You can argue with me that Trump himself is not a racist, sexist, xenophobic, bigot all you'd like, but even if we do take that argument as fact, it would not solve the problem that we have now. The true, more dangerous and pressing issue is that Trump's campaign rhetoric empowered and incited a fire in the bellies of many racists, sexists, and bigots in society which has now grown to cover much of our nation. And it has worsened with Trump's victory. This occurred whether Trump intended it to or not, and this is what I believe has people so concerned at the present moment even more so than his policies that or may not become law in the future. A vote for Donald Trump was and is a vote that shows your indifference, not necessarily hate, toward people different than you.

People are scared for not only their rights and the "safe spaces" which you so harshly criticize, I promise you. This is about much more than feelings getting hurt. This is about people's safety. Immigrants are scared for the possible ripping apart of their families. Women are scared for the worsening of rape culture ideals (as if it was ever "good" in the first place) that can lead to harassment and sexual assault. Muslims are terrified of being cast out, discriminated against, or physically harmed for their religious beliefs that have nothing to do with terrorism. People of color are concerned about more of the same detrimental discrimination and hatred. Some people in the LGBTQ+ are worried about violence against their community for being different. The list goes on. If you get nothing else out of reading this article, please hear this: all of these things may not affect you directly, but they affect other human beings. You can have your opinions, and I will keep mine. I am not pleading for the election results to be overturned. I am not supporting, nor speaking out against, the protests by anti-Trump groups currently going on. I am simply pleading with you to recognize that others' experiences of the same thing can be different than yours.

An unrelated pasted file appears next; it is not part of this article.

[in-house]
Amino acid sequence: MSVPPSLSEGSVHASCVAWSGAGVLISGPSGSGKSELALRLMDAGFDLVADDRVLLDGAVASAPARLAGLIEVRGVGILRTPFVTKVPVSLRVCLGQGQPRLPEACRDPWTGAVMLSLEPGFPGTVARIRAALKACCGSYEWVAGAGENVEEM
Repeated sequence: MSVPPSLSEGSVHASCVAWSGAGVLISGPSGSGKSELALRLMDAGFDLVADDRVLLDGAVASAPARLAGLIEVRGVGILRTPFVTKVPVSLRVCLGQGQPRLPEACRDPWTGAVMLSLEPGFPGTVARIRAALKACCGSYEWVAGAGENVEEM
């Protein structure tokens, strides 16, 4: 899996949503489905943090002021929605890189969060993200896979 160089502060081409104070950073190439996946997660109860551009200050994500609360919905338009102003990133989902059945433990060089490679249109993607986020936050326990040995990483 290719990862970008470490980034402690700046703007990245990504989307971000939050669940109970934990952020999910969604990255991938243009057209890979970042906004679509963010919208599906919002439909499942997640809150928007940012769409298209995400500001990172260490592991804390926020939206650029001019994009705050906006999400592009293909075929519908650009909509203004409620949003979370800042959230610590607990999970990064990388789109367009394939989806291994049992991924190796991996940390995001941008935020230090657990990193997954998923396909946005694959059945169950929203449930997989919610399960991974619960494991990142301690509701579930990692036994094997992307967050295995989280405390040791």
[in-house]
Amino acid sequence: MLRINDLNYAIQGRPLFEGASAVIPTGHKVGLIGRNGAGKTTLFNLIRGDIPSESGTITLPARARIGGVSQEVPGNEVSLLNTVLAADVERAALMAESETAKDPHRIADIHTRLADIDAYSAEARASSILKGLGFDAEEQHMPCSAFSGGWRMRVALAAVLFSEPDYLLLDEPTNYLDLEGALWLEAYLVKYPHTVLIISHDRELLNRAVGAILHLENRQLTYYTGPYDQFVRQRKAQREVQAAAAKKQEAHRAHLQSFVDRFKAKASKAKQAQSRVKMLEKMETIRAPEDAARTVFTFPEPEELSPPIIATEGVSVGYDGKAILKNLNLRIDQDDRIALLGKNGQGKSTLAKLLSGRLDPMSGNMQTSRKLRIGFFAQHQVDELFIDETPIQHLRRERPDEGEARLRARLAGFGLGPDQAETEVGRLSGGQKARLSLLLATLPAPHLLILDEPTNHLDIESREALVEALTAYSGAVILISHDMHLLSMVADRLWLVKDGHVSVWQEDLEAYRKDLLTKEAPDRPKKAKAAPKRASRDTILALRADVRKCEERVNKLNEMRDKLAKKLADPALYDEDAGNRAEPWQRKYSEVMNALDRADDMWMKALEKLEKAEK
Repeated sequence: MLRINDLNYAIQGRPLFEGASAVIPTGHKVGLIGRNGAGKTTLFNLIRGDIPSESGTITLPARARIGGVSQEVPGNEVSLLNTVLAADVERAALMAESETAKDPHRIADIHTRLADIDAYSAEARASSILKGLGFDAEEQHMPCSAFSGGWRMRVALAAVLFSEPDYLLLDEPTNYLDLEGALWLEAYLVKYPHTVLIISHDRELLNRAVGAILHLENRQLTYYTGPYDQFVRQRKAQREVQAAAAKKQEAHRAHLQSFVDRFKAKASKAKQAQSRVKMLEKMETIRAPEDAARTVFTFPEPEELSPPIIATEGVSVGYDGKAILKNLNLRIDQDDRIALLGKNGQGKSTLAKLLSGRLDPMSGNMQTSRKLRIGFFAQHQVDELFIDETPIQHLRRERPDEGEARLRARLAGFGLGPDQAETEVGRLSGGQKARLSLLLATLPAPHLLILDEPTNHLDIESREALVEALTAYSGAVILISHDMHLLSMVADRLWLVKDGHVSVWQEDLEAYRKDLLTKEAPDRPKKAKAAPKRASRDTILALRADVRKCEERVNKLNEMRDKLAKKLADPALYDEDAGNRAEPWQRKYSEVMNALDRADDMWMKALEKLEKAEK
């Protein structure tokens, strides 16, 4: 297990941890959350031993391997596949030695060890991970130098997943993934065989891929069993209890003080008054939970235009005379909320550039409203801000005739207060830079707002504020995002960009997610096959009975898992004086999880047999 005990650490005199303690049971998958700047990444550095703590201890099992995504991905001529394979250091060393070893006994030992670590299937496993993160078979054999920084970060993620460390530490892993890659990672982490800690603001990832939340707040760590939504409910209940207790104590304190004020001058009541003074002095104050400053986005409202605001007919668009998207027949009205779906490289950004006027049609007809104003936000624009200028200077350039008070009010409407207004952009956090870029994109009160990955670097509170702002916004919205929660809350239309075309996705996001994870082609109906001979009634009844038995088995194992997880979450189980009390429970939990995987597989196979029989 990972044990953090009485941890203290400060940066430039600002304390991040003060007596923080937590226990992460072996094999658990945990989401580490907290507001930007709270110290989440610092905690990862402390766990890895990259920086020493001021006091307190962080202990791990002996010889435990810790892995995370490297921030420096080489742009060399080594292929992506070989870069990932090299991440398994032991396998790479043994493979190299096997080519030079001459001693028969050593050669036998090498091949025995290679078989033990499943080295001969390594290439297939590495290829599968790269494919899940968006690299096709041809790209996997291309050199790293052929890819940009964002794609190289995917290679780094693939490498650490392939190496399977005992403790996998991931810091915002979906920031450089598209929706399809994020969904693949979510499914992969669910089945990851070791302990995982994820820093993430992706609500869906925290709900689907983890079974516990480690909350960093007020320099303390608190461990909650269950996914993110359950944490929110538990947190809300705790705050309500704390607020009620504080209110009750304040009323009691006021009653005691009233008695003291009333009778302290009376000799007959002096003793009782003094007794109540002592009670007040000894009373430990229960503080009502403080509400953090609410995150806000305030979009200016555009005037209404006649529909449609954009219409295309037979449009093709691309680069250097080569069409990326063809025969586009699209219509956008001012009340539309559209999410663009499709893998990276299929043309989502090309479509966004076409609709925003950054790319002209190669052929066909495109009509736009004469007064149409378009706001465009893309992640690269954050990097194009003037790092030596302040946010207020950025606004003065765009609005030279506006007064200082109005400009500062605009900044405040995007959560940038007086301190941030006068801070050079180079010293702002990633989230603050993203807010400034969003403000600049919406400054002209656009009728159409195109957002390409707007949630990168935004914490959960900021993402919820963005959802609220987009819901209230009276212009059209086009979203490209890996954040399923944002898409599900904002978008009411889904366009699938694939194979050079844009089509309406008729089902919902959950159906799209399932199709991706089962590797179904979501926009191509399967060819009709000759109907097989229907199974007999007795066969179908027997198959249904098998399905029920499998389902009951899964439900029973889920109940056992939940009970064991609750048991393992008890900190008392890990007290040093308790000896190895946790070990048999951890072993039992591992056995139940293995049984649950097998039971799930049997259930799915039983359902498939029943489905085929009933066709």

Whatever you do, please just pledge not to be a bystander to hate and to protect all people. We need to look out for each other. It's the least we all can do.

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8 Reasons Why My Dad Is the Most Important Man In My Life

Forever my number one guy.

Growing up, there's been one consistent man I can always count on, my father. In any aspect of my life, my dad has always been there, showing me unconditional love and respect every day. No matter what, I know that my dad will always be the most important man in my life for many reasons.

1. He has always been there.

Literally. From the day I was born until today, I have never not been able to count on my dad to be there for me, uplift me and be the best dad he can be.

2. He learned to adapt and suffer through girly trends to make me happy.